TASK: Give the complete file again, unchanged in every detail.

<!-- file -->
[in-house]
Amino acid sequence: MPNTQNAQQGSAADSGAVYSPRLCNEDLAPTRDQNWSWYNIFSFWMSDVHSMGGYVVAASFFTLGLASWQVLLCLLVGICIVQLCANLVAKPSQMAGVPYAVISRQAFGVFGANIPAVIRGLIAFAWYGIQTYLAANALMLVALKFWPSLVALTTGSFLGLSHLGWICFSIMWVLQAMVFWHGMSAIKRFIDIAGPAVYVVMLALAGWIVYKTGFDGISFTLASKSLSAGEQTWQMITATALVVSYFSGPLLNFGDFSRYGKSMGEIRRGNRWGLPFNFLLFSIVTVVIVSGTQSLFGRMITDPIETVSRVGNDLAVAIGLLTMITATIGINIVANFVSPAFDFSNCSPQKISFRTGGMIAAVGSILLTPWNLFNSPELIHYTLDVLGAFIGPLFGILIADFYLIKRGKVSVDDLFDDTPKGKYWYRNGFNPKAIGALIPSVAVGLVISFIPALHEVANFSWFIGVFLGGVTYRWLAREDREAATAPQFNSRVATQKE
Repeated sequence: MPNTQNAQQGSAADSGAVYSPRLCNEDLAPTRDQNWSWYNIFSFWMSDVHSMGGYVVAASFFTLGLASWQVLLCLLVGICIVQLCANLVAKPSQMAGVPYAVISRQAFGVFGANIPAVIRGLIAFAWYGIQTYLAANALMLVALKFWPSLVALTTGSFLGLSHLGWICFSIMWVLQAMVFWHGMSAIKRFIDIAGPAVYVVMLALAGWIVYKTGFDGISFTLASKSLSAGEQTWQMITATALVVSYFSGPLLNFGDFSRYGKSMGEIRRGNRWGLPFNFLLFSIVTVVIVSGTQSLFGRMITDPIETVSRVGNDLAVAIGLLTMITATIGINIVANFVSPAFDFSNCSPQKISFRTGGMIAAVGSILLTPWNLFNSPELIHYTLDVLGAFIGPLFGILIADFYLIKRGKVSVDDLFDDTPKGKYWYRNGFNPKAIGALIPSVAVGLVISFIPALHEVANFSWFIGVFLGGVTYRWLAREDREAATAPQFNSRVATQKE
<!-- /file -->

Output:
[in-house]
Amino acid sequence: MPNTQNAQQGSAADSGAVYSPRLCNEDLAPTRDQNWSWYNIFSFWMSDVHSMGGYVVAASFFTLGLASWQVLLCLLVGICIVQLCANLVAKPSQMAGVPYAVISRQAFGVFGANIPAVIRGLIAFAWYGIQTYLAANALMLVALKFWPSLVALTTGSFLGLSHLGWICFSIMWVLQAMVFWHGMSAIKRFIDIAGPAVYVVMLALAGWIVYKTGFDGISFTLASKSLSAGEQTWQMITATALVVSYFSGPLLNFGDFSRYGKSMGEIRRGNRWGLPFNFLLFSIVTVVIVSGTQSLFGRMITDPIETVSRVGNDLAVAIGLLTMITATIGINIVANFVSPAFDFSNCSPQKISFRTGGMIAAVGSILLTPWNLFNSPELIHYTLDVLGAFIGPLFGILIADFYLIKRGKVSVDDLFDDTPKGKYWYRNGFNPKAIGALIPSVAVGLVISFIPALHEVANFSWFIGVFLGGVTYRWLAREDREAATAPQFNSRVATQKE
Repeated sequence: MPNTQNAQQGSAADSGAVYSPRLCNEDLAPTRDQNWSWYNIFSFWMSDVHSMGGYVVAASFFTLGLASWQVLLCLLVGICIVQLCANLVAKPSQMAGVPYAVISRQAFGVFGANIPAVIRGLIAFAWYGIQTYLAANALMLVALKFWPSLVALTTGSFLGLSHLGWICFSIMWVLQAMVFWHGMSAIKRFIDIAGPAVYVVMLALAGWIVYKTGFDGISFTLASKSLSAGEQTWQMITATALVVSYFSGPLLNFGDFSRYGKSMGEIRRGNRWGLPFNFLLFSIVTVVIVSGTQSLFGRMITDPIETVSRVGNDLAVAIGLLTMITATIGINIVANFVSPAFDFSNCSPQKISFRTGGMIAAVGSILLTPWNLFNSPELIHYTLDVLGAFIGPLFGILIADFYLIKRGKVSVDDLFDDTPKGKYWYRNGFNPKAIGALIPSVAVGLVISFIPALHEVANFSWFIGVFLGGVTYRWLAREDREAATAPQFNSRVATQKE